This 1990 Honda GB500 Cafe Racer was the pioneering retro bike from a Japanese manufacturer, a significant moment in automotive and motorcycle design. It aimed to revive the vehicles rendered obsolete by Japanese makers. Ironically, Honda’s Tourist Trophy was an exceptional motorcycle in its own right. Its 500cc single-cylinder OHC engine, based on the XL600 dirt-bike powerplant, featured four valves and a dry sump, propelling the GB500 to 108 MPH while paying homage to its predecessors in style, if not substance.
The GB500 embodied a modern interpretation of iconic 1950s and ’60s British racing motorcycles. Its visual cues echoed classics like the Velocette Thruxton and AJS 7R, with a black-and-gold paint scheme, clip-on handlebars, and a distinctive humped racing seat. Despite being essentially a factory-made café racer, the term had evolved by its 1989 debut, now implying machines with over 100 HP and multiple cylinders, unlike this single-cylinder bike, limited to the speeds of its contemporary, the RC30.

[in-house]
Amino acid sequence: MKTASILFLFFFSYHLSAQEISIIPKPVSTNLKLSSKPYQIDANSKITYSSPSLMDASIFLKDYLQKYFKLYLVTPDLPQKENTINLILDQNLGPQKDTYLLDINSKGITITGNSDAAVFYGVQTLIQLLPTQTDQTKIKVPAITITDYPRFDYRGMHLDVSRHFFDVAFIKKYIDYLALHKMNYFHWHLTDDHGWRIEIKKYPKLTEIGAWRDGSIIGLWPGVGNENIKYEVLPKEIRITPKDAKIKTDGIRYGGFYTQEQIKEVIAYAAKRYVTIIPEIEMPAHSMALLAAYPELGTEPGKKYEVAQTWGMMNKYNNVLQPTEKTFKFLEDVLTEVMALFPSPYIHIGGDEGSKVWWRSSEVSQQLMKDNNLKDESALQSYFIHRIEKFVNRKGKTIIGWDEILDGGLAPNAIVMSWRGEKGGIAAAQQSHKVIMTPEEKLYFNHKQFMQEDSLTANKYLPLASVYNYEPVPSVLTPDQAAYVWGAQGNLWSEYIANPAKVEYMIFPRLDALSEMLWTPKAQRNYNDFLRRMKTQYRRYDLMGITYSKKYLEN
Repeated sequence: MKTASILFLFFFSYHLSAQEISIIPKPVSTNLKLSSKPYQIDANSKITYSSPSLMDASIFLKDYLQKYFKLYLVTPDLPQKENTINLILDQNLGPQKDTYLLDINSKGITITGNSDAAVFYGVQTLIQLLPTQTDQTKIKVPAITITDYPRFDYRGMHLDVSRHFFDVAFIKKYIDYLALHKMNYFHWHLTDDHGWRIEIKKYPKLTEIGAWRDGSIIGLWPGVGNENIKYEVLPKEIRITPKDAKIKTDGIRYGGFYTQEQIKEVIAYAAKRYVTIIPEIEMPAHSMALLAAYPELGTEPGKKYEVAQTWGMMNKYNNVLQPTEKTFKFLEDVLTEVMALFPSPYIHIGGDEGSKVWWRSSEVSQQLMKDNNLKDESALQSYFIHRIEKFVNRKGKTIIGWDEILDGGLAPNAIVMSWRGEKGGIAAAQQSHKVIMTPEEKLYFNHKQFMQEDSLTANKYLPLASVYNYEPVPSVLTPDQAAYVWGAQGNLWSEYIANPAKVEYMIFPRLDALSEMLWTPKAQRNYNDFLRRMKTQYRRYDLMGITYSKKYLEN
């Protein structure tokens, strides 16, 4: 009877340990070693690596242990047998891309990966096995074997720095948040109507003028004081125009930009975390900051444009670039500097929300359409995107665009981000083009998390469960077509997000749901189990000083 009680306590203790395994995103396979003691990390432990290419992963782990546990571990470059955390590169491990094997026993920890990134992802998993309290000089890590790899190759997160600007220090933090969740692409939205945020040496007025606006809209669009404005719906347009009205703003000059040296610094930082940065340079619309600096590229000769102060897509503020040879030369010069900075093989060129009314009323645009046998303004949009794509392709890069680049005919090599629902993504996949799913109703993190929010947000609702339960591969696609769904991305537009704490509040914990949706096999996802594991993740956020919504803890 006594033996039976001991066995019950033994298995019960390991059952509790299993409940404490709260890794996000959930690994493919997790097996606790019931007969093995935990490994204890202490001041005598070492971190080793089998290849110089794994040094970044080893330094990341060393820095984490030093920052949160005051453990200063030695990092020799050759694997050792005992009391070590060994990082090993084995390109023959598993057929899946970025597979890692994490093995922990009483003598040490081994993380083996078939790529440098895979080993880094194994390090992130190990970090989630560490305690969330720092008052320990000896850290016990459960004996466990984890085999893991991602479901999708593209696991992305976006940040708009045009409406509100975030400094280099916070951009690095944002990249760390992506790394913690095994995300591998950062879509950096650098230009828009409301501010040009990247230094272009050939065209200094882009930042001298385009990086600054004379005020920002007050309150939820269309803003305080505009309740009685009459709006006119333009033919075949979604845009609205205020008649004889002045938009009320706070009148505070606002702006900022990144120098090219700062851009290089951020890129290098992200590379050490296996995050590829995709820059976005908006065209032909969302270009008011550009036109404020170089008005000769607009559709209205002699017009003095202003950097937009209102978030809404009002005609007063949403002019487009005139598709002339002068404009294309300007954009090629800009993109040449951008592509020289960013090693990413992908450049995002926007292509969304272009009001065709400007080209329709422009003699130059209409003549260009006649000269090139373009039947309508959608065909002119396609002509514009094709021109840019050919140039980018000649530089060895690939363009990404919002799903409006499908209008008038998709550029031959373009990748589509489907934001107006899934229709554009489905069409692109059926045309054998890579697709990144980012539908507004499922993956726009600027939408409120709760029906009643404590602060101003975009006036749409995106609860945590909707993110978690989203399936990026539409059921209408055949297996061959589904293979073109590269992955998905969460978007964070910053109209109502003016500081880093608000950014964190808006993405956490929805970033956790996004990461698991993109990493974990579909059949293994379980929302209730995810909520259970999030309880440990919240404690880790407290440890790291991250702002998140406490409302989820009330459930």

The GB500 was available in the U.S. for just two years, rapidly becoming a collectible due to its inherent value and owners’ penchant for storage and upkeep rather than active riding. This fate paralleled many exceptional motorcycle designs, like the RC30 and Triumph XR75. It’s regrettable because the GB500TT was a remarkable motorcycle, born during a horsepower race among major manufacturers prioritizing GP-level top speeds over practicality.
With wire-spoke wheels, steel bodywork (except the front fender), and black-green paint with gold pinstriping, the GB500 united aesthetics with competence. Its specifications, including 33 HP, a 5-speed gearbox, and an excellent chassis, ensured superb handling. Modern suspension and a front disc brake provided far greater stability on fast roads than the drum-braked bikes of the 1960s could hope to achieve.